There are 50,760 stars more outside the cube, and additionally 57,078 with no distance information.

Monday, April 22, 2013

Firming up the sector model

First, just to note the XHIP computed heliocentric galactic-coordinates position for Sirius is (X,Y,Z) is -1.8,-1.9,-0.4.

Second, why am I so hung up on getting as wide a space as possible?  Fundamentally, because while ships move outwards in a linear way, stars pile up with the cube of the distance. with the rules we have discussed so far, and technologies where 10-20 milli-Gs (a few cm S^-2) is a lot of acceleration we are talking 3 months or so to transit from one average star to the next - a distance of a couple of parsecs.

So, if 100 parsecs is 50 jumps (optimistic, not a straight line) and for each jump we spend 3 months traversing the system to position for the next jump (reasonable in terms of time, but optimistic because we will have to "stop for gas") that's 150 months or more than 12 years to reach the edge of the map.  So I am worrying about nothing, it would seem.  Cut it in half - an 8th the number of stars - and you still have 6 years to the edge.  And a lot of those systems are going to be junk not worth visiting - we can probably store an adequate amount of information about it in a dozen bytes.

Another note about 100 parsecs - the galactic lens is only about 300 parsecs thick, so the 100 parsec radius would be 2/3rds the thickness of the galaxy!.

My next census will be a 50 parsec radius cube (so still 10^6  cubic parsecs) divided into sectors of radius 10 (so 125 cubes 20 parsecs across) centered on Sirius. 

Sunday, April 21, 2013

Stellar density and star catalogs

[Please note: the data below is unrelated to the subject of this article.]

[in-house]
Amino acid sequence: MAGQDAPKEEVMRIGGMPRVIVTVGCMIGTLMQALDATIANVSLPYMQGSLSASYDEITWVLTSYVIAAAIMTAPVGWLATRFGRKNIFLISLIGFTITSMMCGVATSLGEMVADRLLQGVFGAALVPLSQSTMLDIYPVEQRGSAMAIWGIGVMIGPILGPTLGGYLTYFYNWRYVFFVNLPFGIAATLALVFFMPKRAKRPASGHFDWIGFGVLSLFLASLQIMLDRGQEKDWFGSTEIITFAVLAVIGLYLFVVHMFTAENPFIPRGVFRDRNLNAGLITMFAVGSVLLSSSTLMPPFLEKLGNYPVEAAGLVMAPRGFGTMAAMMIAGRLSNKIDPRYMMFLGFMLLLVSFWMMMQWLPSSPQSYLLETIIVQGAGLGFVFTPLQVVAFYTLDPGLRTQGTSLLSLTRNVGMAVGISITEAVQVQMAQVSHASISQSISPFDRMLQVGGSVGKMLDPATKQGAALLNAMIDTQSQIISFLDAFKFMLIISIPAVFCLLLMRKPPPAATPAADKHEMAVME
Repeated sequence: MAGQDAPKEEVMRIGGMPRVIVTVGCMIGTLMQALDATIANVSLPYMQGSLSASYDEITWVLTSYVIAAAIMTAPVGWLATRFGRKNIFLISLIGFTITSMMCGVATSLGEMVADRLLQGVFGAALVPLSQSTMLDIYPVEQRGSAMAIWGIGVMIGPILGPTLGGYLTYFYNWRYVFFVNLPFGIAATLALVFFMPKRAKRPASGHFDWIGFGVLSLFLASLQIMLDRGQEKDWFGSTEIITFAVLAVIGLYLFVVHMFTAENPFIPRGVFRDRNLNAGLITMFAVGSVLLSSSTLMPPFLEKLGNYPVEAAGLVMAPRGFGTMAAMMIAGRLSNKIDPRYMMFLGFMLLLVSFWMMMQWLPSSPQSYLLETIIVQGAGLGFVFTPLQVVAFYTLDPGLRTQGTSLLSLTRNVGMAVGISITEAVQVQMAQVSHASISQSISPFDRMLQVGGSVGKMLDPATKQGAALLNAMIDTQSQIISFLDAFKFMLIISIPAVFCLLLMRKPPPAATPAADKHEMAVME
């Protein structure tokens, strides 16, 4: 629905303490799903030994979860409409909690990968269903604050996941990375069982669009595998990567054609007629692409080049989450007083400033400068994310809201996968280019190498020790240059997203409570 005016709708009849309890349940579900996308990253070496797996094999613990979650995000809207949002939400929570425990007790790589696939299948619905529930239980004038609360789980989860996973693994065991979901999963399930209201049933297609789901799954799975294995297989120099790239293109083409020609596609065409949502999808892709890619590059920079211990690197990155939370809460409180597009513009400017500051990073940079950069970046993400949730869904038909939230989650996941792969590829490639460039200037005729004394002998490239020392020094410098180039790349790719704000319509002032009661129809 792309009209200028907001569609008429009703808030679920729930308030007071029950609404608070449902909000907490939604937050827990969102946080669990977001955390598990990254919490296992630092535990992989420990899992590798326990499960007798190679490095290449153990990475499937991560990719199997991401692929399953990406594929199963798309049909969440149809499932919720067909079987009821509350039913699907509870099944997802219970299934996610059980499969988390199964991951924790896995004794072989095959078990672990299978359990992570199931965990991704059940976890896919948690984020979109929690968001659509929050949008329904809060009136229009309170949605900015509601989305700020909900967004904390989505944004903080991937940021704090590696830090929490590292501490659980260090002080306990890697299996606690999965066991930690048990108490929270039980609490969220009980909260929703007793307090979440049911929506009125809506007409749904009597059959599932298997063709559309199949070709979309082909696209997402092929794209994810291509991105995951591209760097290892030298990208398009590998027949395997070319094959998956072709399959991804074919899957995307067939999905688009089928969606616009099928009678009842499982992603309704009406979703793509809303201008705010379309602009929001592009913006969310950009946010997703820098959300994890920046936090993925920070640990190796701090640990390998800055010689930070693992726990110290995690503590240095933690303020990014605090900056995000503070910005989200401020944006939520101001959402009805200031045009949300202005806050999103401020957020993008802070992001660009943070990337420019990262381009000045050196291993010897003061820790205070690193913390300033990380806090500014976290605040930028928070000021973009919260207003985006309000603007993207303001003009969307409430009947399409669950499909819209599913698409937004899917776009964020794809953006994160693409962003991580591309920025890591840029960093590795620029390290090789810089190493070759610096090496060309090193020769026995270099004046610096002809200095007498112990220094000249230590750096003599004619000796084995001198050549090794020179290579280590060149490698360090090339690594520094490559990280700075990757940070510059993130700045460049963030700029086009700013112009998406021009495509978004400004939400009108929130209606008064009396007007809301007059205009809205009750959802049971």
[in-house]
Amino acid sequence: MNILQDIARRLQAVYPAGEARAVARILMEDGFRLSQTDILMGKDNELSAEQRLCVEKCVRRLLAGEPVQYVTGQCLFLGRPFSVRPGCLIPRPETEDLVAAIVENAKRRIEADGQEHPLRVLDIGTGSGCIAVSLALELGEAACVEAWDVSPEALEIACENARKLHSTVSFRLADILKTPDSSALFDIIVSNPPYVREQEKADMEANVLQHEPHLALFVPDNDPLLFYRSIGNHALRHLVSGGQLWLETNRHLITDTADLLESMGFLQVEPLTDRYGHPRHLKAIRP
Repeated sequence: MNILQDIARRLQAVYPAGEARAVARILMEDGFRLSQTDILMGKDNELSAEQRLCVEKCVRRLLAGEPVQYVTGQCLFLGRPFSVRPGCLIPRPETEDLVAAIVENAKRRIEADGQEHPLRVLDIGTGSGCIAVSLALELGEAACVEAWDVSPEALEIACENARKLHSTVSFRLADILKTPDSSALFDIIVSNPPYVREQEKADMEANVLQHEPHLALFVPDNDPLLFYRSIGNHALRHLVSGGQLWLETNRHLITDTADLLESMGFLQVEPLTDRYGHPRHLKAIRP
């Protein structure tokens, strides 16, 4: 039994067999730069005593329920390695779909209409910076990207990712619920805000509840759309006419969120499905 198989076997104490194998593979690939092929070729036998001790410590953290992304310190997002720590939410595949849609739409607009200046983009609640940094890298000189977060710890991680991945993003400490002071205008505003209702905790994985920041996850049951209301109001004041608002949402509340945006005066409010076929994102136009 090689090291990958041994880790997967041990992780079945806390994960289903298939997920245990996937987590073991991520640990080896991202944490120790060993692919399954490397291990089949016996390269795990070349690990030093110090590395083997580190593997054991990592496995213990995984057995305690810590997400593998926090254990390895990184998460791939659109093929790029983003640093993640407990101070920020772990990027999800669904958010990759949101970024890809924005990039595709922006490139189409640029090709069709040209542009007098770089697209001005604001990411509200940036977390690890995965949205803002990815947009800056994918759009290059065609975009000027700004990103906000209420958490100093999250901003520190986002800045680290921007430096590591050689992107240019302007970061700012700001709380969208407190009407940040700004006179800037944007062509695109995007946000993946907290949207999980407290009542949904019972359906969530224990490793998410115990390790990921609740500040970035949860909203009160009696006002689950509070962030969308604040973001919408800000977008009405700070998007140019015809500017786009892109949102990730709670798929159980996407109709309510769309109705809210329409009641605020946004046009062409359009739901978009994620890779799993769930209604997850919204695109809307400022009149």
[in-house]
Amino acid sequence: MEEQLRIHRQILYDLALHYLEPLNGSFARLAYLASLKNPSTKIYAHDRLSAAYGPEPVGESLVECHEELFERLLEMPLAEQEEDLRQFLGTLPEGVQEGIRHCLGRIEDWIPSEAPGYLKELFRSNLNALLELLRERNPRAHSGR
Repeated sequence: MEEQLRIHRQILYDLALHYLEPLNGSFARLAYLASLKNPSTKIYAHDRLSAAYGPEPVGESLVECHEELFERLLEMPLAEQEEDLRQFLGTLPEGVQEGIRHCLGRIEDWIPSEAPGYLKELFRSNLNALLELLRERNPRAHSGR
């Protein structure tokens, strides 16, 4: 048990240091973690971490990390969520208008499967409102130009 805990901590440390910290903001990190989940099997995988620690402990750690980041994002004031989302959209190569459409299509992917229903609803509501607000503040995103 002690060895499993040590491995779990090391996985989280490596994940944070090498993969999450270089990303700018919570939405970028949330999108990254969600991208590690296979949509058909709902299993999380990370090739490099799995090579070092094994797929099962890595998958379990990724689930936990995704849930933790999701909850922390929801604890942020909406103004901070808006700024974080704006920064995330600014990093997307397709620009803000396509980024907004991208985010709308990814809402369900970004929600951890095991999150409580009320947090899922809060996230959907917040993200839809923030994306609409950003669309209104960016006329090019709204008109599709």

I've done a little analysis of XHIP that illustrates the issues with any current parallax catalog.

I took the stars with good distances in the new reduction, and determined which 5-parsec thick "shell" the fell into around sol.  While the number of stars in each shell is stable, of course the volume of each shell is greater, and the density drops off considerably.

This should not come as a surprise to anyone, of course.  Visual magnitude is a key factor in being able to make any observation about a star, and that (of course) drops off with square of distance.

With the current state of the art, that means that any catalog I produce which attempts to reproduce the "real" density of stars in local space will require a fair amount of guesswork.  Keep in mind, my objective is to produce something suitable for a game or for an SF story.  Story lines can be preserved by emphasizing the things we know, and playing down what what is made up.  For a game, the MST3K Mantra comes to mind.

How many stars do we need to backfill?  Well, taking the local density as "correct" - which is a poor base of itself, and will need refinement, we should have 361179 stars out to 105 parsecs, and only have distances for 24183.  This means that we will need to generate (or at least assign distances for) 336996 stars - overall, 93% or so of objects. 

Graphically by distance this looks like:

All of which will be invalidated by the ESA in about five years, but I'll survive.

A side note: if I want my space to be a 200 parsec  cube centered on Sirius, I should re-work this to 180 parsecs radius or so.

Saturday, April 20, 2013

Jump distance rules

I've been considering an interesting way to limit distance of jumps (for games and SF of course)  for a while  - something simple and not particularly concerned with units.

A simple approach would be to use  a relationship like:

Where M is the mass of the destination, and r is in parsecs.

Looking at a few examples, this would let us jump to Sirius (mass of primary+companion roughly 3 solar masses) over about 5.5 parsecs.  One could jump to our Sol  system from as far away as 3.2 parsecs.  To reach a A small M main sequence star like Gliese 185 one would need to be within 1.4 parses.

We are not all that close to any very massive stars; however this limit does have an interesting asymmetry; there will be many jumps that are possible in one direction buy not the other.